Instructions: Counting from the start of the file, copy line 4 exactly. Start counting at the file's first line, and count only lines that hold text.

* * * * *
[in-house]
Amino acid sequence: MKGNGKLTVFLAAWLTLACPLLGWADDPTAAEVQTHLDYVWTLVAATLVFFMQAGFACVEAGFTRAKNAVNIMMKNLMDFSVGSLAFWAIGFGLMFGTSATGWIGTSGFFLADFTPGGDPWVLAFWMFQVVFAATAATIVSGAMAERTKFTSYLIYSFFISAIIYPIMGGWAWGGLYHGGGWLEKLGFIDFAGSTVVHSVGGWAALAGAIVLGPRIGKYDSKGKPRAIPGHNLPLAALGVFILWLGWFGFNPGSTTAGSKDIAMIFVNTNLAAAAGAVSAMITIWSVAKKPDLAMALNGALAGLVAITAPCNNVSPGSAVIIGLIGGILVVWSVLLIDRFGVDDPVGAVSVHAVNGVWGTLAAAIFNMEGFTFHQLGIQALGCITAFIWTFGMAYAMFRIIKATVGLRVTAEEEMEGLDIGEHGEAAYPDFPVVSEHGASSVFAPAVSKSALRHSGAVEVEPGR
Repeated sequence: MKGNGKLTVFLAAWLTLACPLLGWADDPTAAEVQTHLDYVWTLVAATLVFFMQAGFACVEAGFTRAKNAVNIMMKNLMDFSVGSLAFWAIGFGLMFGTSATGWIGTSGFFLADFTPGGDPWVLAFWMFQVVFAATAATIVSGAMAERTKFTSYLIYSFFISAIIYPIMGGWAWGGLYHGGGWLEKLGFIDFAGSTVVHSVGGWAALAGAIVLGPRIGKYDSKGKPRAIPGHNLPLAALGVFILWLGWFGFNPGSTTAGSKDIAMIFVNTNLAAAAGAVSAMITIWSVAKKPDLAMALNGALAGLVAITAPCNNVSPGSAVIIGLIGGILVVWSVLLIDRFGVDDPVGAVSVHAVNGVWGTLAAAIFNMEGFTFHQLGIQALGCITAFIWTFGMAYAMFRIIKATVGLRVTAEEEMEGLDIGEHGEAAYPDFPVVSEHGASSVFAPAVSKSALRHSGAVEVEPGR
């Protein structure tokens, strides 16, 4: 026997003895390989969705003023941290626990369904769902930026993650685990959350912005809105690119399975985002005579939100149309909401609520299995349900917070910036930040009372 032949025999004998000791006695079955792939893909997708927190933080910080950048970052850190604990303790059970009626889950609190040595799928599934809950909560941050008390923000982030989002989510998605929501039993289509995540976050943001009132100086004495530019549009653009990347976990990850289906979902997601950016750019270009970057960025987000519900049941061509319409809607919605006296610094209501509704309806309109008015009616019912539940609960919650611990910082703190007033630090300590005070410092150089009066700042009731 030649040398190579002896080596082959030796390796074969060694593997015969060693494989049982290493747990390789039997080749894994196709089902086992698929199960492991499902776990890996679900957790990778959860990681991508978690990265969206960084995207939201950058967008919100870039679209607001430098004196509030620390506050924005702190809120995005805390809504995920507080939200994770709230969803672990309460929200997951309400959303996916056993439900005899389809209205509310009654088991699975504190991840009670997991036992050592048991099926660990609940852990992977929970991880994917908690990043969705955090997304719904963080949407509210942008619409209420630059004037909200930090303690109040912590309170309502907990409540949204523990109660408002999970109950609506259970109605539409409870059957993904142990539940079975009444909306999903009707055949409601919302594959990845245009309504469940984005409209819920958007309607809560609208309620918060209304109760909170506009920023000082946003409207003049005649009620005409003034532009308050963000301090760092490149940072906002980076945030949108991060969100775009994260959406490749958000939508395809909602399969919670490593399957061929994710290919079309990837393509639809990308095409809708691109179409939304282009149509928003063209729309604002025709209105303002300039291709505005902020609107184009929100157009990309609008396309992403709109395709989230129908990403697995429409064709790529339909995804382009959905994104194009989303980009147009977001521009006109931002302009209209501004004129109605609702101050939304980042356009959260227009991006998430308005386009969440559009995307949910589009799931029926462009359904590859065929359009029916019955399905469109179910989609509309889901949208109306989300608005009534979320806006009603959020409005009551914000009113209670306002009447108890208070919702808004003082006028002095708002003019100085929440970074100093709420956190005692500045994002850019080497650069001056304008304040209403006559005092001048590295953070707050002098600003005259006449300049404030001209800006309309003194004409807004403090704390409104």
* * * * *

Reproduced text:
């Protein structure tokens, strides 16, 4: 026997003895390989969705003023941290626990369904769902930026993650685990959350912005809105690119399975985002005579939100149309909401609520299995349900917070910036930040009372 032949025999004998000791006695079955792939893909997708927190933080910080950048970052850190604990303790059970009626889950609190040595799928599934809950909560941050008390923000982030989002989510998605929501039993289509995540976050943001009132100086004495530019549009653009990347976990990850289906979902997601950016750019270009970057960025987000519900049941061509319409809607919605006296610094209501509704309806309109008015009616019912539940609960919650611990910082703190007033630090300590005070410092150089009066700042009731 030649040398190579002896080596082959030796390796074969060694593997015969060693494989049982290493747990390789039997080749894994196709089902086992698929199960492991499902776990890996679900957790990778959860990681991508978690990265969206960084995207939201950058967008919100870039679209607001430098004196509030620390506050924005702190809120995005805390809504995920507080939200994770709230969803672990309460929200997951309400959303996916056993439900005899389809209205509310009654088991699975504190991840009670997991036992050592048991099926660990609940852990992977929970991880994917908690990043969705955090997304719904963080949407509210942008619409209420630059004037909200930090303690109040912590309170309502907990409540949204523990109660408002999970109950609506259970109605539409409870059957993904142990539940079975009444909306999903009707055949409601919302594959990845245009309504469940984005409209819920958007309607809560609208309620918060209304109760909170506009920023000082946003409207003049005649009620005409003034532009308050963000301090760092490149940072906002980076945030949108991060969100775009994260959406490749958000939508395809909602399969919670490593399957061929994710290919079309990837393509639809990308095409809708691109179409939304282009149509928003063209729309604002025709209105303002300039291709505005902020609107184009929100157009990309609008396309992403709109395709989230129908990403697995429409064709790529339909995804382009959905994104194009989303980009147009977001521009006109931002302009209209501004004129109605609702101050939304980042356009959260227009991006998430308005386009969440559009995307949910589009799931029926462009359904590859065929359009029916019955399905469109179910989609509309889901949208109306989300608005009534979320806006009603959020409005009551914000009113209670306002009447108890208070919702808004003082006028002095708002003019100085929440970074100093709420956190005692500045994002850019080497650069001056304008304040209403006559005092001048590295953070707050002098600003005259006449300049404030001209800006309309003194004409807004403090704390409104």